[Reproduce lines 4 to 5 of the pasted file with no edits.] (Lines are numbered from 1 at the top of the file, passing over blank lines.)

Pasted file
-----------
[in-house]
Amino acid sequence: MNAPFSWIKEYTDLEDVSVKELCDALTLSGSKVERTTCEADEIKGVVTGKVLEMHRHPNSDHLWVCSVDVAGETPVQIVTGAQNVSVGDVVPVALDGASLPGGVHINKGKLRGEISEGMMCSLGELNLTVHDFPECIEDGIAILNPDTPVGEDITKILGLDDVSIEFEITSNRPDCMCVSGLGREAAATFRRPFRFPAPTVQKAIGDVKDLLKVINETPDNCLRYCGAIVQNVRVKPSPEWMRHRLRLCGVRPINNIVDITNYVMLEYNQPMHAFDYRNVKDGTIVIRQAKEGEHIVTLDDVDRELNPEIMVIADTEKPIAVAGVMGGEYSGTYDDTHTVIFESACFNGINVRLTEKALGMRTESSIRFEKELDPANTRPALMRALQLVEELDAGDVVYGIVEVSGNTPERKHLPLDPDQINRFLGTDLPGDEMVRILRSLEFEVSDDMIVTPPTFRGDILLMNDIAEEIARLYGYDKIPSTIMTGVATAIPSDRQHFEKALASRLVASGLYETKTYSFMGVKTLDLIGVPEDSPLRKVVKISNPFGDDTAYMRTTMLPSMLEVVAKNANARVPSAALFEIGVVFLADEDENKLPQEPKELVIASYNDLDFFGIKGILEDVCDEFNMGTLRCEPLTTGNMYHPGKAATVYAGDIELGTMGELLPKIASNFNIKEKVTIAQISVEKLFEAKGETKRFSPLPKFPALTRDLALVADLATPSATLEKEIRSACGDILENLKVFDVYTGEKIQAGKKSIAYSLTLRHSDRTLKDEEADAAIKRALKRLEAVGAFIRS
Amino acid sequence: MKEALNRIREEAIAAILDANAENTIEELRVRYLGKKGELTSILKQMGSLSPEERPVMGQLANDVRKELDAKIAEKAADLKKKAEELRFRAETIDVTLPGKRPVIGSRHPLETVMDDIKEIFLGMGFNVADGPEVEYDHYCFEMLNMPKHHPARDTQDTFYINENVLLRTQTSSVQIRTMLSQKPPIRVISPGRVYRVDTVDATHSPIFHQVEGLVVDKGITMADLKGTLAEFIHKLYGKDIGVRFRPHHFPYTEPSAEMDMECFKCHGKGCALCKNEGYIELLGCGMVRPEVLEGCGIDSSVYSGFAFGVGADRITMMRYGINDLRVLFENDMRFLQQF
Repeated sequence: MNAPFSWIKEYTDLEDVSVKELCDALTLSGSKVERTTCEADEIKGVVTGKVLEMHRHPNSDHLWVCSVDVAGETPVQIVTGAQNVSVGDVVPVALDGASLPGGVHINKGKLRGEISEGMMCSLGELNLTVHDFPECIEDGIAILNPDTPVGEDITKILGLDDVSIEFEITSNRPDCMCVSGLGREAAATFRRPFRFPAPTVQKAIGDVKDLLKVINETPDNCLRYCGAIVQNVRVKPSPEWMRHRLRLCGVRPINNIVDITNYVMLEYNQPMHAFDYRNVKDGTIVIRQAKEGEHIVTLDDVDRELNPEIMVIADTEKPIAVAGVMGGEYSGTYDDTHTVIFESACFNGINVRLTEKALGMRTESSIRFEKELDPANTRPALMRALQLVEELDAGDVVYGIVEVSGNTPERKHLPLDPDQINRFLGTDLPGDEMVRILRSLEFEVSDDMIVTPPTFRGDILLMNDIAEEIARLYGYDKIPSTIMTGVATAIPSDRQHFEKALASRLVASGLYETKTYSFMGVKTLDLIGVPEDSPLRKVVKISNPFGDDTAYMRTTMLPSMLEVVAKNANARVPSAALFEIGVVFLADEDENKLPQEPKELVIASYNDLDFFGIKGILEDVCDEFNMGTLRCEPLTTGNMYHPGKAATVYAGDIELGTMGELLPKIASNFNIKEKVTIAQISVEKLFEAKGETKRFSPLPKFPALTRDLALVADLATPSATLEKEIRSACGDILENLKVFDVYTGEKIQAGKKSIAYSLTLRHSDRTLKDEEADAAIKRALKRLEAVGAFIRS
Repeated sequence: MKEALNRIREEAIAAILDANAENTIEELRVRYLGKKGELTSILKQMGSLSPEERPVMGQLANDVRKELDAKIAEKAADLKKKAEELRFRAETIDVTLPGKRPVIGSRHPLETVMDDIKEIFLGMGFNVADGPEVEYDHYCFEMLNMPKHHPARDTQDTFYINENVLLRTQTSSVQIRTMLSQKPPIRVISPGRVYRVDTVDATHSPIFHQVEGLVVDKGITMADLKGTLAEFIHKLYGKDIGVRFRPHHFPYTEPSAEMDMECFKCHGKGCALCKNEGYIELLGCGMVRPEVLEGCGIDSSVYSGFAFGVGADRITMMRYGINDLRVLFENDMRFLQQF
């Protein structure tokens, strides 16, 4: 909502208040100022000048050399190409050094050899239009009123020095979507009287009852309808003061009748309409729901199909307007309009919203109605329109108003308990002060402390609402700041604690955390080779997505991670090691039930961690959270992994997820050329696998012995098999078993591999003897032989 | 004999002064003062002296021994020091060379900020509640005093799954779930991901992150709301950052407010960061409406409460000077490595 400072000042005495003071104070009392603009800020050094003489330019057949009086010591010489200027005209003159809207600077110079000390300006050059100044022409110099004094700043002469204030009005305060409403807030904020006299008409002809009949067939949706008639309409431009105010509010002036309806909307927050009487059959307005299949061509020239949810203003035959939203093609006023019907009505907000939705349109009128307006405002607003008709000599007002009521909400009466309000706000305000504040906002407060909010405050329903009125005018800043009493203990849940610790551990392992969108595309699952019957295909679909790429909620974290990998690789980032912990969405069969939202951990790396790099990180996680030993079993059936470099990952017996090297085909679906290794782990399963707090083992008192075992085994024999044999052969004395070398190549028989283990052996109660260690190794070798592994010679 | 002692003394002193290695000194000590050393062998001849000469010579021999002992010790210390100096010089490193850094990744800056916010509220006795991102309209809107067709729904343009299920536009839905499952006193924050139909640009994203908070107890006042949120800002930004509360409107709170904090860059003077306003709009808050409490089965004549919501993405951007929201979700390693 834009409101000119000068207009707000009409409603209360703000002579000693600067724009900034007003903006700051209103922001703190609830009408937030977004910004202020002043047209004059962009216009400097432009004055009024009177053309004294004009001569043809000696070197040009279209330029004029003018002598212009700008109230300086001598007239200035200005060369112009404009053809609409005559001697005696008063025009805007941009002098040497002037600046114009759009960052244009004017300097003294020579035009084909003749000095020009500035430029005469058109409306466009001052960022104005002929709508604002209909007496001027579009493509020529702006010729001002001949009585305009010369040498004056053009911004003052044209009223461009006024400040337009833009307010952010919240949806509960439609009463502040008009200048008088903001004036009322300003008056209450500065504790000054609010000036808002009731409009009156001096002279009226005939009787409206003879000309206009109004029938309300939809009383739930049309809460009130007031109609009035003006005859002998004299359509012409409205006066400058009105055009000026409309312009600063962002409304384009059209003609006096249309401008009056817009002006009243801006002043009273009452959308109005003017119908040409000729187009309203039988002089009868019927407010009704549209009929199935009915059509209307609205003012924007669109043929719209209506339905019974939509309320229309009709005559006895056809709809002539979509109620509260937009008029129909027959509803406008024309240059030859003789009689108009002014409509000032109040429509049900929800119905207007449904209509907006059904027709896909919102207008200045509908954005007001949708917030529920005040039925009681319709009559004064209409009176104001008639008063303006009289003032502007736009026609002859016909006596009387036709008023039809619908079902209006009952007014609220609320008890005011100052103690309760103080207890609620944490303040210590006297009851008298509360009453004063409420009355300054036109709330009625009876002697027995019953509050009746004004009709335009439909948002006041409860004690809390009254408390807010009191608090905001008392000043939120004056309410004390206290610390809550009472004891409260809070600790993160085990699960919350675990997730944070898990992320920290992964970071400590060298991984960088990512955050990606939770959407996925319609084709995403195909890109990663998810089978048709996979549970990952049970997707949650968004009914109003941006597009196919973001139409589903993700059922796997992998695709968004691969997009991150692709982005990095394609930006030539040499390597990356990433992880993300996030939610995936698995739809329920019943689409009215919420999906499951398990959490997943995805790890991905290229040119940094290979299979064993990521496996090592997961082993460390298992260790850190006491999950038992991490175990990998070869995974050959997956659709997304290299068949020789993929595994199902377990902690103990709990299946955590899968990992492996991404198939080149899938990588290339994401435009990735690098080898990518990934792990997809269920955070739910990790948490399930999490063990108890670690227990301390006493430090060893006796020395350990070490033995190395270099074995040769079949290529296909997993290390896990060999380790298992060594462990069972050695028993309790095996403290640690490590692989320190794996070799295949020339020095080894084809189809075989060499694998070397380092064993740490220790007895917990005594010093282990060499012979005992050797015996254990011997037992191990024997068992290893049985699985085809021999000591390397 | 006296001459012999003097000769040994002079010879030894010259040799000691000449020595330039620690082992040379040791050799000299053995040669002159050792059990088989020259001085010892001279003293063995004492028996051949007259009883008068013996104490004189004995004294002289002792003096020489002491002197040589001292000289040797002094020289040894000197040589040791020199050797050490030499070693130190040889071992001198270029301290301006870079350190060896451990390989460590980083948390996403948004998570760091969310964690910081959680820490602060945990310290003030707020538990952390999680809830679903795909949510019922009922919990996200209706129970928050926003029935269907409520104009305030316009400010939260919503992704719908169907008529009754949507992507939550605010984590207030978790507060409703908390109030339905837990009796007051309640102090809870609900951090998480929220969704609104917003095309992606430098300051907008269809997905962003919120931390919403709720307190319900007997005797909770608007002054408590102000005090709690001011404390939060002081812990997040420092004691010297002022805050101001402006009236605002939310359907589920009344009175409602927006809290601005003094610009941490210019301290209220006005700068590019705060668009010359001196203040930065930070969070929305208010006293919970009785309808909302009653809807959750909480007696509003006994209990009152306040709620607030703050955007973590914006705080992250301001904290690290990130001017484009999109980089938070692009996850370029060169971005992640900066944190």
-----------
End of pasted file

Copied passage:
Repeated sequence: MNAPFSWIKEYTDLEDVSVKELCDALTLSGSKVERTTCEADEIKGVVTGKVLEMHRHPNSDHLWVCSVDVAGETPVQIVTGAQNVSVGDVVPVALDGASLPGGVHINKGKLRGEISEGMMCSLGELNLTVHDFPECIEDGIAILNPDTPVGEDITKILGLDDVSIEFEITSNRPDCMCVSGLGREAAATFRRPFRFPAPTVQKAIGDVKDLLKVINETPDNCLRYCGAIVQNVRVKPSPEWMRHRLRLCGVRPINNIVDITNYVMLEYNQPMHAFDYRNVKDGTIVIRQAKEGEHIVTLDDVDRELNPEIMVIADTEKPIAVAGVMGGEYSGTYDDTHTVIFESACFNGINVRLTEKALGMRTESSIRFEKELDPANTRPALMRALQLVEELDAGDVVYGIVEVSGNTPERKHLPLDPDQINRFLGTDLPGDEMVRILRSLEFEVSDDMIVTPPTFRGDILLMNDIAEEIARLYGYDKIPSTIMTGVATAIPSDRQHFEKALASRLVASGLYETKTYSFMGVKTLDLIGVPEDSPLRKVVKISNPFGDDTAYMRTTMLPSMLEVVAKNANARVPSAALFEIGVVFLADEDENKLPQEPKELVIASYNDLDFFGIKGILEDVCDEFNMGTLRCEPLTTGNMYHPGKAATVYAGDIELGTMGELLPKIASNFNIKEKVTIAQISVEKLFEAKGETKRFSPLPKFPALTRDLALVADLATPSATLEKEIRSACGDILENLKVFDVYTGEKIQAGKKSIAYSLTLRHSDRTLKDEEADAAIKRALKRLEAVGAFIRS
Repeated sequence: MKEALNRIREEAIAAILDANAENTIEELRVRYLGKKGELTSILKQMGSLSPEERPVMGQLANDVRKELDAKIAEKAADLKKKAEELRFRAETIDVTLPGKRPVIGSRHPLETVMDDIKEIFLGMGFNVADGPEVEYDHYCFEMLNMPKHHPARDTQDTFYINENVLLRTQTSSVQIRTMLSQKPPIRVISPGRVYRVDTVDATHSPIFHQVEGLVVDKGITMADLKGTLAEFIHKLYGKDIGVRFRPHHFPYTEPSAEMDMECFKCHGKGCALCKNEGYIELLGCGMVRPEVLEGCGIDSSVYSGFAFGVGADRITMMRYGINDLRVLFENDMRFLQQF